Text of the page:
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The role of the media

Technological advancements and the rise of new (social) media were found to represent an important variable of democratic civil-military relations and institutional change. Through strategic communication and media engagement, non-state actors can influence the public opinion and liaise with the society, but also with the government and the military. Media can be a powerful channel of opinion-building and can influence “people’s perceptions” (Mathews 1997: 51). Media engagement can indirectly impact on nonstate organisations’ relationship with state institutions, particularly with the government and parties in power, as the latter are anticipated to “follow the general mood of the masses” (Interview Participant #23, Senior Academia Representative) in order to increase the stock of political capital.

The way in which actors, institutions and relationships are framed in the media is very important. A supporting, complementing or harmonic tone is likely to result in greater support from the military, government and community. While Urdu media is perceived to have a more conservative and hawkish tone and rather non-critical of the state institutions or political developments (Interview Participant #29, Senior Academia Representative), in general, there seems to be a rising freedom of expression, including of more critical opinions. After the end of the military regime of Pervez Musharraf, many participants perceived that there was a military shift towards more liberal democratic values, such as freedom of expression, and that the military has exhibited an increased propensity towards being acquiescent of moderately critical media reports (Interview Participants #11, Senior Media Representative and Participant #12, Senior NGO Representative), as discussed in depth in Chapter 6 Military Change, Democratisa- tion and Non-Linear Transformation. After 2008, media reports and public information campaigns or protest actions became important instruments to signalise, condemn or comment on the actions of the military, inter alia, alleged human rights violations, enforced disappearances, security operations or the military peace strategy.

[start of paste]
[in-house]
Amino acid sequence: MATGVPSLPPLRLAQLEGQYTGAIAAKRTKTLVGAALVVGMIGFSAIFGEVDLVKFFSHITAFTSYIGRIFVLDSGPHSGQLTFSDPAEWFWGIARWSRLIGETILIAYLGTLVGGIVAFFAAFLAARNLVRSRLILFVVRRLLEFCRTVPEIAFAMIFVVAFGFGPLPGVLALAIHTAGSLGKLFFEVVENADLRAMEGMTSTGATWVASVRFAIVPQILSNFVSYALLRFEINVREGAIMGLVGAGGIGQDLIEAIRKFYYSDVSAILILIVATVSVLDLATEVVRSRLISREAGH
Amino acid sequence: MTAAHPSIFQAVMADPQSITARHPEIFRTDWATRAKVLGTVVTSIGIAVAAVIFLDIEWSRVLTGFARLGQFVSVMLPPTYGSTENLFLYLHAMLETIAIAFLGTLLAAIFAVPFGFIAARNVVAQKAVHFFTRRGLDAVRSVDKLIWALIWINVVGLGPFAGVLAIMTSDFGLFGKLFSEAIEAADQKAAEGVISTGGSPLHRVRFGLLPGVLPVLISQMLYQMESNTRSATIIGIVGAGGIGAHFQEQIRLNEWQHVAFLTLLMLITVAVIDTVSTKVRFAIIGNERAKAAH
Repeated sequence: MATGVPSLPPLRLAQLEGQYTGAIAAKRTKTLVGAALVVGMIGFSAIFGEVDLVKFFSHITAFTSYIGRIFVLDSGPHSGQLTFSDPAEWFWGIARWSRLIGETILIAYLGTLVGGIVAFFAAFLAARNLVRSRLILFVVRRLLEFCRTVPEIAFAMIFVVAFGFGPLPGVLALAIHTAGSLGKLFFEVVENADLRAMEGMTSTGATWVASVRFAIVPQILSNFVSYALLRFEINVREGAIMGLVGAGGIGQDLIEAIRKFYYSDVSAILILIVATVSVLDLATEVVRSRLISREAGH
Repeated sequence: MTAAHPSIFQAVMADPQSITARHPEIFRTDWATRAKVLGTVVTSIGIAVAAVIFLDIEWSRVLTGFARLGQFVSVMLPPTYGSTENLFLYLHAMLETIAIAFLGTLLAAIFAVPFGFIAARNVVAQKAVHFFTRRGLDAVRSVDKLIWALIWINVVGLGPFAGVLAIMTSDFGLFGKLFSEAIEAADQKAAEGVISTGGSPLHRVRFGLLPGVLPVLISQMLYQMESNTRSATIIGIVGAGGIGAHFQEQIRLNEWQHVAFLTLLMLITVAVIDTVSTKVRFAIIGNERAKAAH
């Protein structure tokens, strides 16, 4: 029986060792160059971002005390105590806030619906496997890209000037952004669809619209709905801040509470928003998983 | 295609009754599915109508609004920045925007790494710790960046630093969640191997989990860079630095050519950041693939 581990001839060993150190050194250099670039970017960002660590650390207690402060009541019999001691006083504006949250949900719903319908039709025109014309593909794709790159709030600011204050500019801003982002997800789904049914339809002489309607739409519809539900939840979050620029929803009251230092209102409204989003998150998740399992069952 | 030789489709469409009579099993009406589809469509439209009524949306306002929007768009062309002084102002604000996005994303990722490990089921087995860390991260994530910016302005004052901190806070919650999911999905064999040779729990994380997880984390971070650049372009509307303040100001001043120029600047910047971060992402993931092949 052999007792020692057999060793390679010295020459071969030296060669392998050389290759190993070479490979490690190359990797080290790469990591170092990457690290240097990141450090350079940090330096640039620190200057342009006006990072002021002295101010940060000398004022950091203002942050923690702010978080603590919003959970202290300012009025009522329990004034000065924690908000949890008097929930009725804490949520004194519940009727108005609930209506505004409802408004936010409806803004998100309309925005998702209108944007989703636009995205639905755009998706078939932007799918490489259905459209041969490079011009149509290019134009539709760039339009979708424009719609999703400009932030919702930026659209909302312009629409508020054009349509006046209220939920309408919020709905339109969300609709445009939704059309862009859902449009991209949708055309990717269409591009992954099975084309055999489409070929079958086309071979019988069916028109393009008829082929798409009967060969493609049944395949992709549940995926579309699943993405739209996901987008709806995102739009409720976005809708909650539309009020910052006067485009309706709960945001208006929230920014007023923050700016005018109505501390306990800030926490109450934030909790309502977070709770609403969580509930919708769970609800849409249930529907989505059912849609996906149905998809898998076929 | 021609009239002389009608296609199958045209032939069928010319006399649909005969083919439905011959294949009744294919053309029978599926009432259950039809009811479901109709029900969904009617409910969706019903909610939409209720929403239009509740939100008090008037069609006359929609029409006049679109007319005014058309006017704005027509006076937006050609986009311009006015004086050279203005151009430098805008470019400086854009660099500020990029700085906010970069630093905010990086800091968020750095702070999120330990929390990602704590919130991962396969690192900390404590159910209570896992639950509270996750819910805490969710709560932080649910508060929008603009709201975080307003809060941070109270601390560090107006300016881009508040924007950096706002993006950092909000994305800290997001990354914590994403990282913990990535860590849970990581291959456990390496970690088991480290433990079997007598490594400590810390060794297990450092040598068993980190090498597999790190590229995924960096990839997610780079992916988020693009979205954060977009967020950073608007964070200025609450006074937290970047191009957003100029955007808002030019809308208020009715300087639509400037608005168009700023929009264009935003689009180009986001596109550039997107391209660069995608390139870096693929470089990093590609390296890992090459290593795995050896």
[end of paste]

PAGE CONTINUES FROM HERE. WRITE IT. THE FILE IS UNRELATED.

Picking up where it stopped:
While it might be overstretched to interpret these practices as quasiaccountability mechanisms, they had a tangible impact on informing the public opinion and instil diagonal accountability, as outlined in detail in Chapter 7 The Impact of Non-State Actors on Security Sector Reforms and Democratic Oversight, possibly having implications for military responses and strategy. Thus, media engagement can be seen as a channel of indirect conversation with the military (Interview Participants #34, Senior NGO Representative). Raising awareness about how to increase the efficiency of security and counterterrorism operations, on one side, or about the failure of the military to prevent enforced disappearances, on the other side, might have helped the military to review its strategy and eventually initiate dialogues with civilians.

 
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